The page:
Unless your ill and need it right away, use a carotene source, not vitamin A. Because it is an oil-soluble vitamin, over a period of time, you can get too much vitamin A.
Functions: Vitamin A (and carotenes) keeps mucous membranes healthy; thus it protects against infections, even in infants.
It is extremely important in fighting infections.
It prevents night blindness, eye diseases, and weak eyesight.
It is important for skin, hair, gastro-intestinal juices and digestion.
It prevents premature aging and senility, and increases lifespan.
It helps blood capillaries work better and protects against cardiovascular diseases.
It affects growth and development, necessary for reproduction, and helps the immune system.
It protects against death among children with measles. Carotene provides far more antioxidant effect than vitamin A.
It is important in treating skin disorders, dry eyes, cancer, light sensitivity of eyes, and vaginal candidiasis.
Vitamin A (retinol) is a pure yellow, fat-soluble crystal. (Its other name, retinol, comes from the fact that it is found in the retina of the eye.) Vitamin A is found in meat, milk, and eggs.
The safer and very nutritious carotenes (also called carotenoids) are pro-vitamin A. They are found in abundance in fruits and vegetables, and are converted by the liver into vitamin A. It is always safe to take carotene in larger amounts, because the liver only converts the amount needed by the body into vitamin A.
Richest Sources: Dark green leafy vegetables.
Other Sources: Green and orange fruits and vegetables, especially carrots, lighter green vegetables, yams, tomatoes, mangos, Hubbard squash, cantaloupe and apricots. Lesser amounts are in legumes, grains, and seeds.
Beta-carotenes: These are the most active form of carotenes and are most abundant in green plants, carrots, sweet potatoes, squash, apricots, and green peppers. The best supplement form of carotenes is non-hydrogenated palm oil (absorbed 4-10 times better than any other type). In addition, palm oil has minimal fat content.
Carotenes are the most widespread group of naturally occurring pigments in nature, and are intensely colored (red and yellow) fat-soluble compounds. Along with chlorophyll, they are used by plants in photosynthesis to make carbohydrates (sugars, starches, and cellulose). Of the more than 600 carotenes, only 30-50 have vitamin A activity. Beta-carotene has the most pro-vitamin A activity, but several other carotenes have greater antioxidant effects. One of the richest sources of carotene is freshly made carrot juice.
Absorption Factors: Conversion of carotenes into vitamin A depends on protein status, thyroid hormones, zinc, and vitamin C, D, E, and choline. Both vitamin A and carotene absorption require essential fatty acids and zinc. When an adequate intake of carotenes is achieved after a meal, no further absorption occurs. Vitamins C, D, E, and choline in the diet, and bile action by the liver is needed for absorption of vitamin A and carotenes. The presence of some fatty acids in the meal (vegetable oil, etc.) increases vitamin A and carotene absorption. Liver disease reduces their utilization by the body.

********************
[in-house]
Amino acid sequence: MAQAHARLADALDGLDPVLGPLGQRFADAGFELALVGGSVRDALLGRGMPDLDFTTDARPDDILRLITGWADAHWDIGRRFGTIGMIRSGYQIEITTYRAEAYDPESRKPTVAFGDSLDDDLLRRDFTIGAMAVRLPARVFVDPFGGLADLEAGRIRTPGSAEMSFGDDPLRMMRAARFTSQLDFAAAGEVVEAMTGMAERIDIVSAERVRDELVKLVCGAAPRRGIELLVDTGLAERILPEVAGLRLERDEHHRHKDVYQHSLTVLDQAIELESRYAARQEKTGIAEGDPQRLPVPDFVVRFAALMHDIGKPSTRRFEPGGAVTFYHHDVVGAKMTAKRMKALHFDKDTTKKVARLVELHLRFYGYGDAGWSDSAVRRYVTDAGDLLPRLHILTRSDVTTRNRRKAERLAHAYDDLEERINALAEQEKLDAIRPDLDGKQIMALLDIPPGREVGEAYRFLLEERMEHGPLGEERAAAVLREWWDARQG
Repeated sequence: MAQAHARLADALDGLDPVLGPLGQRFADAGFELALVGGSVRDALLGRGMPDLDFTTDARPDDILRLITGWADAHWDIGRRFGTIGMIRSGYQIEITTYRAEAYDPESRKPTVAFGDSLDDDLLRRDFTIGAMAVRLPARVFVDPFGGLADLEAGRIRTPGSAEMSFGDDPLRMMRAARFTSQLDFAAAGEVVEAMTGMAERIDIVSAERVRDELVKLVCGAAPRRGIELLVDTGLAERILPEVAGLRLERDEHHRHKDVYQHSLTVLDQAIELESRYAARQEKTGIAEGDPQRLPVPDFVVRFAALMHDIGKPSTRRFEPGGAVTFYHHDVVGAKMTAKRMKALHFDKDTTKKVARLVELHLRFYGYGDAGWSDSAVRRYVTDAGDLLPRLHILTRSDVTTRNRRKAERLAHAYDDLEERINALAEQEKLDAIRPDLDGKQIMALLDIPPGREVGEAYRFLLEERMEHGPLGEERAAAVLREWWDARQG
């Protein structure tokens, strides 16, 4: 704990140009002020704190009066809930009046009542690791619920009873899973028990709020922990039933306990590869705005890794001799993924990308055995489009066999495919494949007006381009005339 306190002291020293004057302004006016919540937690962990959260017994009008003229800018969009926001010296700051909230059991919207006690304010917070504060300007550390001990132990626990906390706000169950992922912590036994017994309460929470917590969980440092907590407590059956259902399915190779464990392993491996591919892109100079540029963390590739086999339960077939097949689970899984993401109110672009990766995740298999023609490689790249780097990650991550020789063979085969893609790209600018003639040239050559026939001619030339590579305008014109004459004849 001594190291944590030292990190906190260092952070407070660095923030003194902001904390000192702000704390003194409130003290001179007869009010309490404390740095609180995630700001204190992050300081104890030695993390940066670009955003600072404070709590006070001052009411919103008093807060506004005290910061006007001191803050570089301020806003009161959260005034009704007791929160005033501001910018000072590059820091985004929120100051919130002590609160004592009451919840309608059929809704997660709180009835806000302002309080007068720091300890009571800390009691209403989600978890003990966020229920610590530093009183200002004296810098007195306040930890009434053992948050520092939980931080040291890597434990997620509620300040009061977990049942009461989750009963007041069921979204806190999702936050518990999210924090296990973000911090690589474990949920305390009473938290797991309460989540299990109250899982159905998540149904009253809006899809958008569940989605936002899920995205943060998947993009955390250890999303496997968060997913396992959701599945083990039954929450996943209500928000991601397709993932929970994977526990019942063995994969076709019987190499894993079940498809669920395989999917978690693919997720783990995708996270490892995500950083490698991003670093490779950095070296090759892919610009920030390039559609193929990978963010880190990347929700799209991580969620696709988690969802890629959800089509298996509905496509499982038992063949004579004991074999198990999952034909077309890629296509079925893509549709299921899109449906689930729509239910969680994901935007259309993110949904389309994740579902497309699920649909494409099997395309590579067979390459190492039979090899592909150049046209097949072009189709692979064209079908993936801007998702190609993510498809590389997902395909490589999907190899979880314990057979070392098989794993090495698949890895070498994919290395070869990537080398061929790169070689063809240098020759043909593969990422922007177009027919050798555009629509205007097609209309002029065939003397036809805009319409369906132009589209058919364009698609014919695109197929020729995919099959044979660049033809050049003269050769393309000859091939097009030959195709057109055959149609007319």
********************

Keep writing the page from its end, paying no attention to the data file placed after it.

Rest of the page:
Dosage and Cautions: RDA 5,000 IU/ODA 5,000 IU/TDA 20,000-300,000 IU. Best to take it only in the form of beta carotene; which is the vegetable-source precursor of vitamin A. The therapeutic dose of vitamin A (not carotene) would be 25,000 units for only a few days. It is dangerous to take too much vitamin A (which is oil soluble and stores well). In contrast, carotene is safe. The liver will only convert as much of vitamin A as is needed. During an acute viral infection, a single oral vitamin A dose of 50,000 IU for 1-2 days (at the most) is safe, even in infants. Over-dosage of vitamin A is dangerous.
Other Dosage Cautions: Do not normally take more than 5,000 IU a day. Do not take large amounts of it for a long period of time. Regular use of 50,000 IU can cause weakness, hair loss, headaches, enlarged liver and spleen, anemia, stiffness, and joint pain. Beware of fish liver oils. They are extremely rich in vitamin A and D, and can damage the heart muscle. Women who might be pregnant must not use vitamin A supplements; instead, use beta carotene. Accidental ingestion of a single large does of vitamin A (100,000-300,000 IU) reduced acute toxicity in children; but, if no more is taken, complete recovery will result. Toxicity occurs in adults who take more than 50,000 IU per day for several years. Women of childbearing age must be careful when taking vitamin A. Daily doses of 10,000 IU (found in some supplements) during the first three months of pregnancy are possibly linked to birth defects.
Deficiency symptoms: Prolonged deficiency can produce frequent colds, retarded growth, lack of appetite, and vigor, eye infections, poor vision, night blindness, frequent infections, bad teeth and gums, scaly and dry skin, weakened sense of smell and hearing.
Toxicity symptoms: Dry and fissured skin, brittle nails, alopecia, gingivitis, chapped lips, anorexia, irritability, fatigue, nausea, intracranial pressure with vomiting, headache, joint pain, stupor, papilledema. Prolonged toxicity results in bone fragility, and thickening of long bones. There are never any toxicity symptoms from taking carotenes.